$$$ For My Values

We are entering a difficult period in the history of American civil rights, and people keep asking, “What can I do?” It came up over Thanksgiving in my family, and this is the first of two posts with some suggestions.

I am not in a place right now where direct action is necessarily a responsible choice for me. I am, however, a professional fundraiser who earns above the median income. By day, I raise money for Neighborhood Trust, which empowers poor New Yorkers, mostly women, mostly of color, to make some of the nation’s lowest incomes stretch a little farther. And as each of my own paychecks arrives, I am now part of a story Washington Post, New York Times and The Atlantic are reporting: an unprecedented flood of money to social justice nonprofits. Many have raised more funds since the election of Donald Trump than they usually raise in a quarter, or even a year. Most of those donations have been from new first-time donors, and a quarter or more are monthly recurring donations, because we know this will be a long, sustained fight.

This is my strategy.
I decided I could give $10 a month to six organizations. I get paid twice a month, and I timed my donations to hit my account a couple days after each paycheck, so that I won’t spend that money on Starbucks instead. And I looked for organizations that prioritize direct support, legal defense and legislative advocacy. This is not an un-controversial position. I am strongly persuaded by the argument that the systems we have need to be broken down and rebuilt, but the pragmatist in me says that my investment makes a greater impact in the immediate short term when I work within the system, however imperfect.

These are my choices:

The Council on American-Islamic Relations (CAIR), which I often refer to as “the ACLU for Muslims.” Whenever you read those articles about a Muslim being kicked off an airplane, bullied by teachers, falsely accused or otherwise maligned, CAIR is there, providing for their legal defense and fencing media requests. They also educate about Islam and lobby for legislation that protects the civil rights of Muslims – and, by extension, the civil rights of the rest of us.

Lambda Legal, which I often refer to as “the ACLU for gay people.” Their mission is “to achieve full recognition of the civil rights of lesbians, gay men, bisexuals, transgender people and those with HIV through impact litigation, education and public policy work.” There are other LGBTQ rights organizations doing similar work; I chose Lambda Legal because a gay man I respect recommended it on Facebook.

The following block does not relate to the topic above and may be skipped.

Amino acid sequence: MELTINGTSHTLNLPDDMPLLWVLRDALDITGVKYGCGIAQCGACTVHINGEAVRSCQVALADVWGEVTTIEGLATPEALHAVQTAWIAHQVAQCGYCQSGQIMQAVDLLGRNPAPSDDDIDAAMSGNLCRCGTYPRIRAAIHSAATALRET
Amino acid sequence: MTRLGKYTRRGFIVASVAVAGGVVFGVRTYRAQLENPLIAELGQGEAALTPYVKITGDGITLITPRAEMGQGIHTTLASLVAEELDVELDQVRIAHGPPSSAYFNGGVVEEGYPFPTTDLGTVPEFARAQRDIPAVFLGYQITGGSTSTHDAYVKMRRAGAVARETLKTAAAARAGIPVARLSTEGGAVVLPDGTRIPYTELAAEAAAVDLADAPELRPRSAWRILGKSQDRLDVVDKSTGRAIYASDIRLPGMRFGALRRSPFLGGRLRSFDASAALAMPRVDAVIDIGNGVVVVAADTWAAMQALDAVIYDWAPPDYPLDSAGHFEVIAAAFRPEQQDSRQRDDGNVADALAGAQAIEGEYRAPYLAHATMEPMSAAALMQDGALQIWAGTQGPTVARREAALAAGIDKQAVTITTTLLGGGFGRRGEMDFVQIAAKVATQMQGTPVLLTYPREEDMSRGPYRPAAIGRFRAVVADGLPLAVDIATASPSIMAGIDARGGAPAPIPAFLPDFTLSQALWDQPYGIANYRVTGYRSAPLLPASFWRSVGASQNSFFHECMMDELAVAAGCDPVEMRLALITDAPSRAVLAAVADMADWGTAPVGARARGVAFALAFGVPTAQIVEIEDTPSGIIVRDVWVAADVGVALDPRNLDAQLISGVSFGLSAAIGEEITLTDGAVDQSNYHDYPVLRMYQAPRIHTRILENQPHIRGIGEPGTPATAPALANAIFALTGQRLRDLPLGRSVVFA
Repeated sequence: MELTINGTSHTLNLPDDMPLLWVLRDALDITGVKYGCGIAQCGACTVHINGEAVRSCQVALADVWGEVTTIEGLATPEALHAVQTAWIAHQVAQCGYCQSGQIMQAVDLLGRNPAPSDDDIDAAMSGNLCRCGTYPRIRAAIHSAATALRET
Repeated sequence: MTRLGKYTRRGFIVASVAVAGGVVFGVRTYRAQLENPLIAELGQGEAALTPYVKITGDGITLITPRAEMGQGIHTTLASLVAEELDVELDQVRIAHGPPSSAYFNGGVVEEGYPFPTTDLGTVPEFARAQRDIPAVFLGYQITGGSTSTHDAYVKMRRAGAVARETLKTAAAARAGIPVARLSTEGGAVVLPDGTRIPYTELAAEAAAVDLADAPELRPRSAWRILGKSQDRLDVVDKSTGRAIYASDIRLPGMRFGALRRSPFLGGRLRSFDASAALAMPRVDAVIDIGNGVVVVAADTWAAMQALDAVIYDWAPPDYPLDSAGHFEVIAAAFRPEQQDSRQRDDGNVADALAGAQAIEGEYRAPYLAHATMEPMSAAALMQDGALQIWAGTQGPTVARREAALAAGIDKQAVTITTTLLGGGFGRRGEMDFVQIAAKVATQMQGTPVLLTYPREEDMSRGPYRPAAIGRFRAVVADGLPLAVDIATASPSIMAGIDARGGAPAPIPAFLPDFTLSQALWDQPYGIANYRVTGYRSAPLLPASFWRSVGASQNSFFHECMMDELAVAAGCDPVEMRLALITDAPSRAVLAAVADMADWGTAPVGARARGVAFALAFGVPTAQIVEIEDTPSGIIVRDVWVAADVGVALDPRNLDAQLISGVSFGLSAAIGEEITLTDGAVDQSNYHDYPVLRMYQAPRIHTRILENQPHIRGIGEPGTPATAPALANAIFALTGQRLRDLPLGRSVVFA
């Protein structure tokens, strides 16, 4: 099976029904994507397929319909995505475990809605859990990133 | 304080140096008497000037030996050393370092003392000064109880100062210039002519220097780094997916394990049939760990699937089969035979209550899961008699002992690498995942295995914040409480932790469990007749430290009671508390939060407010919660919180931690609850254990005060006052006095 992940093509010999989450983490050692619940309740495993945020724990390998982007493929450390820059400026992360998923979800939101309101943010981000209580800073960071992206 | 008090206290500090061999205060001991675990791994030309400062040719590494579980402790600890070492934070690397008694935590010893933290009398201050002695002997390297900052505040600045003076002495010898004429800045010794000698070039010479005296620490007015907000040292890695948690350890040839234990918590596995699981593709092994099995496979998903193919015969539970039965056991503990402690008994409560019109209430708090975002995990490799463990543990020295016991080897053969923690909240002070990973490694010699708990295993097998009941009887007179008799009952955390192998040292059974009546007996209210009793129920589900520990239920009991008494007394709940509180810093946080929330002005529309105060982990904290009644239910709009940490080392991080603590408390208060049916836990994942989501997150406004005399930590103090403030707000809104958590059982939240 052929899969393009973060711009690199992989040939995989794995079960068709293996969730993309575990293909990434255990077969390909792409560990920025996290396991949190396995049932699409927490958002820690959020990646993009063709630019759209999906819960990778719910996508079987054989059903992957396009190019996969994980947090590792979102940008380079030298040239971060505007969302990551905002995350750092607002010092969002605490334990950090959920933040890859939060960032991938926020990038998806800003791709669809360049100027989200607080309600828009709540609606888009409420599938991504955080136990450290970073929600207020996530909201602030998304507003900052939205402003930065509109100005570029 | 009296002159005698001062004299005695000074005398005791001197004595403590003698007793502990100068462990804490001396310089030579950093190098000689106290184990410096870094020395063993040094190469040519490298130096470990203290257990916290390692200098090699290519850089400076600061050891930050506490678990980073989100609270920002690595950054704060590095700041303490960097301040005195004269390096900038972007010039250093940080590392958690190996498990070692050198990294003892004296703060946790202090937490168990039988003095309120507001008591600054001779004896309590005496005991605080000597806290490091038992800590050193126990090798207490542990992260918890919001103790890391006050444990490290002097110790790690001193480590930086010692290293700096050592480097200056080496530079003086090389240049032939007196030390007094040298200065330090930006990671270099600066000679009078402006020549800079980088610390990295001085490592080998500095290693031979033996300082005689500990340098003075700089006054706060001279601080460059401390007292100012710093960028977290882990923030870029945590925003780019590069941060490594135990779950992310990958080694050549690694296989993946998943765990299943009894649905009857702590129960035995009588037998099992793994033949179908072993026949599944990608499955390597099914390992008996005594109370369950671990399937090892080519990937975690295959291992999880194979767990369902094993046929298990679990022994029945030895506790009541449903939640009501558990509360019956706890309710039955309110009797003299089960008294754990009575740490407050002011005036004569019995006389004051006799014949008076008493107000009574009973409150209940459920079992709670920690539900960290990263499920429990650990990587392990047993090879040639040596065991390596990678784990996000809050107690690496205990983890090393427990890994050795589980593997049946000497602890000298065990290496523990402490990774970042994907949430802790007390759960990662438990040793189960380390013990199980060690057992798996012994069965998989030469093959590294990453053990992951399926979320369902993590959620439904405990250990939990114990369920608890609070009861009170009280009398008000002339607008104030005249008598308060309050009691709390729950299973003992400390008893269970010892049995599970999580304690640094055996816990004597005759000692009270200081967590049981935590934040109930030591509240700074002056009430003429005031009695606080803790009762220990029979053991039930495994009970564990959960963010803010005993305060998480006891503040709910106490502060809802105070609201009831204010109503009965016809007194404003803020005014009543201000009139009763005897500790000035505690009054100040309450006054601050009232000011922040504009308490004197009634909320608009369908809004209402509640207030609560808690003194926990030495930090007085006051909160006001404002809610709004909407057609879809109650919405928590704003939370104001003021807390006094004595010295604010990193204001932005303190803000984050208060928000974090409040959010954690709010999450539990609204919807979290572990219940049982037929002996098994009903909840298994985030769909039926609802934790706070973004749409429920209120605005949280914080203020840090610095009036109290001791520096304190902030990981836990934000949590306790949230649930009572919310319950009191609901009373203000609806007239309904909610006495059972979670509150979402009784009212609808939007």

The American Civil Liberties Union (ACLU) itself. Our Bill of Rights is under attack, and for almost a century, the ACLU has been on the front lines of the battle to protect and expand those rights and freedoms.

The Southern Poverty Law Center (SPLC) is on my list first for its tireless tracking of hate crimes across the country. Our government does not have a comprehensive system for monitoring hate crimes in the United States, but it is clear that we need one. SPLC also advocates, litigates and educates.

The Center for Reproductive Rights is one of the country’s largest pro-choice advocates. Like Planned Parenthood, their President and CEO Nancy Northup does this work rooted in part in Unitarian Universalist principles I share; I know her from the congregation where she was once President of the Board. She is also a highly visible advocate for women’s reproductive rights on national news networks.

The Legal Defense Fund of the National Association for the Advancement of Colored People (NAACP) was a hard choice to make. I believe strongly in the Movement for Black Lives, and they don’t always agree with the NAACP, but with legal defense and legislative advocacy on my list of priorities, I decided this was where my money would have the most leverage. Bonus points: Half the founding board of the NAACP in 1909 were members of The Community Church of New York, a Unitarian congregation whose values I support.

 

Among the clear and present dangers confronting American democracy, the “fake news” epidemic is near the top of my list. At the prodding of a journalist friend, I decided to increase my support for responsible journalism.

WNYC has been getting regular monthly gifts from me for as long as I have lived in New York City (excluding my six months of unemployment). I listen every morning, often at night, and often to their podcasts in between. I know that WNYC pays dues to NPR in Washington, so my support counts double. While I have my concerns about how NPR covered Trump vs Bernie in the primaries, no news outlet is perfect.